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Thu December 27, 2012
Dr. Chris Martine, SUNY Plattsburgh – How Plants Reproduce
This week we’re featuring five winners of the 2012 Academic Minute Senior Superlatives.
Chris Martine from SUNY Plattsburgh took home the Best Smile honor for letting us in on the secret world of plant sex.
Chris Martine is now Associate Professor and David Burpee Chair in Plant Genetics & Research at Bucknell University. As a biodiversity scientist, Martine has a particular focus on the ecology and evolution of plant and the process of reproduction. He has published numerous articles on the subject, and in 2011 received the SUNY Chancellor's Award for Excellence in Teaching. He holds a Ph.D. in botany from the University of Connecticut.
Dr. Chris Martine – How Plants Reproduce
Look around the room at most social gatherings. and you are likely to notice something about sex. I am speaking, of course, about the fact that human beings come in two genders: male and female. In fact, this is how things are for most of the species in the animal kingdom.
In the plant kingdom, however, things are quite different. More often than not, plants are cosexual: each individual plant has both male and female organs, with each of these producing either male sex cells (sperm) or female sex cells (eggs) - all on a single plant.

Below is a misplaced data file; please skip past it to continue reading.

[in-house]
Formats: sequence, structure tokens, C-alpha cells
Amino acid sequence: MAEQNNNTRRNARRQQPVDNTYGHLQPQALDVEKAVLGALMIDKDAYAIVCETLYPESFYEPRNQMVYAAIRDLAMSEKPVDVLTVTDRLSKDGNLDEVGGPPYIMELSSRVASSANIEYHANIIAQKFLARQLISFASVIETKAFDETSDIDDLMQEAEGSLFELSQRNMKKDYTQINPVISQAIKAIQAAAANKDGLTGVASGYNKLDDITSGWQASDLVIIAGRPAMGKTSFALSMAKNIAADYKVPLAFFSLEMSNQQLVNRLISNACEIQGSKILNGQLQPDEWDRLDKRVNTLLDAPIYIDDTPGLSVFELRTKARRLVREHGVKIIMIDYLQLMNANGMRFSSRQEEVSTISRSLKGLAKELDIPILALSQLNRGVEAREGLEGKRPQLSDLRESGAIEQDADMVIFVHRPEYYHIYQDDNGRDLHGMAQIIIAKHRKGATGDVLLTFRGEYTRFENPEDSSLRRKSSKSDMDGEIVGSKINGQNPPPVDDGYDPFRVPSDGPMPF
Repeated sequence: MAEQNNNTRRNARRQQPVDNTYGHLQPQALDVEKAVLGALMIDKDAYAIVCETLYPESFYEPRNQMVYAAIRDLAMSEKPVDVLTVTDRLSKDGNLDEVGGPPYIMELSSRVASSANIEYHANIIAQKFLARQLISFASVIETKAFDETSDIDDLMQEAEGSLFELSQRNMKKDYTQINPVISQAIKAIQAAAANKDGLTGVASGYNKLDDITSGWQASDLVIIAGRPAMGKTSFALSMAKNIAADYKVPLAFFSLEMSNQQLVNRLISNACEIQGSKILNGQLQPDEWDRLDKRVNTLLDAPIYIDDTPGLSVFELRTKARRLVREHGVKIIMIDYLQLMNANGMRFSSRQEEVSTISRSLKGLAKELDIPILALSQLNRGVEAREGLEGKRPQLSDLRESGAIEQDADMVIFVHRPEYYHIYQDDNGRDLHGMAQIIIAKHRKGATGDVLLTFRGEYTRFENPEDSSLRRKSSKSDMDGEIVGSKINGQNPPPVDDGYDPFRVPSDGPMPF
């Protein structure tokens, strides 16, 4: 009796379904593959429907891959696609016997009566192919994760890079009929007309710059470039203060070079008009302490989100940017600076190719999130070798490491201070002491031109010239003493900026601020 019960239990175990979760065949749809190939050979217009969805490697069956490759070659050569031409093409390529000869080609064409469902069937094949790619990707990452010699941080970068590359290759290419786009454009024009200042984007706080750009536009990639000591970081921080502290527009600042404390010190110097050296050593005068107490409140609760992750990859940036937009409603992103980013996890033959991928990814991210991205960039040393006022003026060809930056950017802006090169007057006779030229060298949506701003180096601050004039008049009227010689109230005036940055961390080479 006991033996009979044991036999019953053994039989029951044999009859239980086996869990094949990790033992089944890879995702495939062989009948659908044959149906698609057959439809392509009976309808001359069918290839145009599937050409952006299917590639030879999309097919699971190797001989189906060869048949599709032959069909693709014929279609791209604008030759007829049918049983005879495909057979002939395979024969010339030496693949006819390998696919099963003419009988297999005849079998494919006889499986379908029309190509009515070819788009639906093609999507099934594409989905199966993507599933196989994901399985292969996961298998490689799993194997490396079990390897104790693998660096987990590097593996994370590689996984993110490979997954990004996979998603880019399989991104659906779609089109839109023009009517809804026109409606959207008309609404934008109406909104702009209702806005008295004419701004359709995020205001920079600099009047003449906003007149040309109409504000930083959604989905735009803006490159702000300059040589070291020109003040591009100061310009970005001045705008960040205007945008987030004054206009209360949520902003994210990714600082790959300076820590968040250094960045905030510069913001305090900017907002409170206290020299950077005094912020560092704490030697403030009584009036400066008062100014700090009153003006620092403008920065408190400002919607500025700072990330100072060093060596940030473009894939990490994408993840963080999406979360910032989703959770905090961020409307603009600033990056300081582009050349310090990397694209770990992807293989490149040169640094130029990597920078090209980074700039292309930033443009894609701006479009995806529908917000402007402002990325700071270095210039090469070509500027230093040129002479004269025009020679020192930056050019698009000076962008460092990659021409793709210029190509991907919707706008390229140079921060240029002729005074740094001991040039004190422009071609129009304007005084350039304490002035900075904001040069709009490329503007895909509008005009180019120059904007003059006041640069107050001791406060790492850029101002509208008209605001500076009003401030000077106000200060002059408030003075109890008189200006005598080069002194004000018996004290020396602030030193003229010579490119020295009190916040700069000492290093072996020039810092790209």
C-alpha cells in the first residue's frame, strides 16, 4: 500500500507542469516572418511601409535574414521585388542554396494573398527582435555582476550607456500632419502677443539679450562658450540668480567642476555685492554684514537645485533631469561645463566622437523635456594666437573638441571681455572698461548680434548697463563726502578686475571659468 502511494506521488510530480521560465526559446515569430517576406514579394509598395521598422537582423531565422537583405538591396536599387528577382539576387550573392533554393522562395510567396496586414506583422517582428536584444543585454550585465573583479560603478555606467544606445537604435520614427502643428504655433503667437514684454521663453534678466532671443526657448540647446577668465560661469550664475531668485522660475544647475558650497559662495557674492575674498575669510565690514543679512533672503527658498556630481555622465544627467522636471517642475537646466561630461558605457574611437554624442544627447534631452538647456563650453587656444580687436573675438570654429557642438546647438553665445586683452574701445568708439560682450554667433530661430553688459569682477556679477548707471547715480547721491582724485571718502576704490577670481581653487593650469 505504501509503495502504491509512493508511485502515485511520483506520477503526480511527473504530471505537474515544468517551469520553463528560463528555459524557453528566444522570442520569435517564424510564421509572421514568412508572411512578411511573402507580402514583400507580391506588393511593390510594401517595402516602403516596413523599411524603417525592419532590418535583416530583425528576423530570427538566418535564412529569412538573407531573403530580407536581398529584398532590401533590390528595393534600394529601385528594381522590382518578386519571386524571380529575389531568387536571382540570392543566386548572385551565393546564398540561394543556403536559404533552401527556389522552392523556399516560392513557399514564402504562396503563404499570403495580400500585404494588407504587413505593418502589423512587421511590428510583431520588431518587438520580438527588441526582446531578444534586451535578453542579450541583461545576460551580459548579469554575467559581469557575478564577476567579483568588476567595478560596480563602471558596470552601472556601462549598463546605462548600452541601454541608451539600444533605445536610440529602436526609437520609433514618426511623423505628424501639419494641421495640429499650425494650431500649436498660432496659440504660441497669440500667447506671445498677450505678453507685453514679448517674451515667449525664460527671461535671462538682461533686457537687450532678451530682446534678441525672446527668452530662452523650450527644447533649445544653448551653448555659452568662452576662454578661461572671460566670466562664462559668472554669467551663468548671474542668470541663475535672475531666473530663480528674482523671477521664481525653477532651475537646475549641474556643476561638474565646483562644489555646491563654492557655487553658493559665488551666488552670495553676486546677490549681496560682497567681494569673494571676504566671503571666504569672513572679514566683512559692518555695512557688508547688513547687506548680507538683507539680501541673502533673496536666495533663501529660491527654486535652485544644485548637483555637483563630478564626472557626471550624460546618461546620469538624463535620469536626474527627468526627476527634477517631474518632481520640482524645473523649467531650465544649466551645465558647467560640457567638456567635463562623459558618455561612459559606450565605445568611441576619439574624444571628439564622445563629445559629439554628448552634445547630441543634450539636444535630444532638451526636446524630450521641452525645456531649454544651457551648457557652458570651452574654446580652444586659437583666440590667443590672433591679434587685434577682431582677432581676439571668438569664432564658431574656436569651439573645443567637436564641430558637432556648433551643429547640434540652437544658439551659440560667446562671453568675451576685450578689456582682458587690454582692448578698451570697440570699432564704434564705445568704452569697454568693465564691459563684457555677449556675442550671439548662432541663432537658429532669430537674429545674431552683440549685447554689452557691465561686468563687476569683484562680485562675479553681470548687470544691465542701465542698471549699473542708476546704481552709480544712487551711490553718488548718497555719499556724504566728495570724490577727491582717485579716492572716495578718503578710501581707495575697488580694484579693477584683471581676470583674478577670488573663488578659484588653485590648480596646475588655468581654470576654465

The rare condition in plants is when they appear as we do, with some individuals in a population having just male, or staminate, organs and others bearing only female, or pistillate, organs. This system is known as "dioecy," which literally means "two houses" - and it results in the fact that in a dioecious species (where males and females live apart) there is no way for a single individual plant to reproduce by itself. The male plant is dependent on the secure delivery of its sperm cells (in the pollen grain) to a female plant of the same species.
Something like 5 to 10 percent of the flowering plant species on Earth reproduce in this manner, with the rest enjoying the reproductive assurance of being able to make more of themselves even when another mate is nowhere to be found. So if the ability to self-produce works for so many plants, why would dioecy and the obligation to "find" another mate have evolved and be so widespread, occurring in dozens of unrelated plant lineages - from hollies to willows to Cannabis?
It turns out that one potential downfall to being able to fertilize yourself is ... well, that you can fertilize yourself. Dioecy might just be a way to avoid the pitfalls of becoming inbred. And in the plant world - where you can't get up and go and find a mate - this is one of the few ways to take reproductive matters into your own leaves.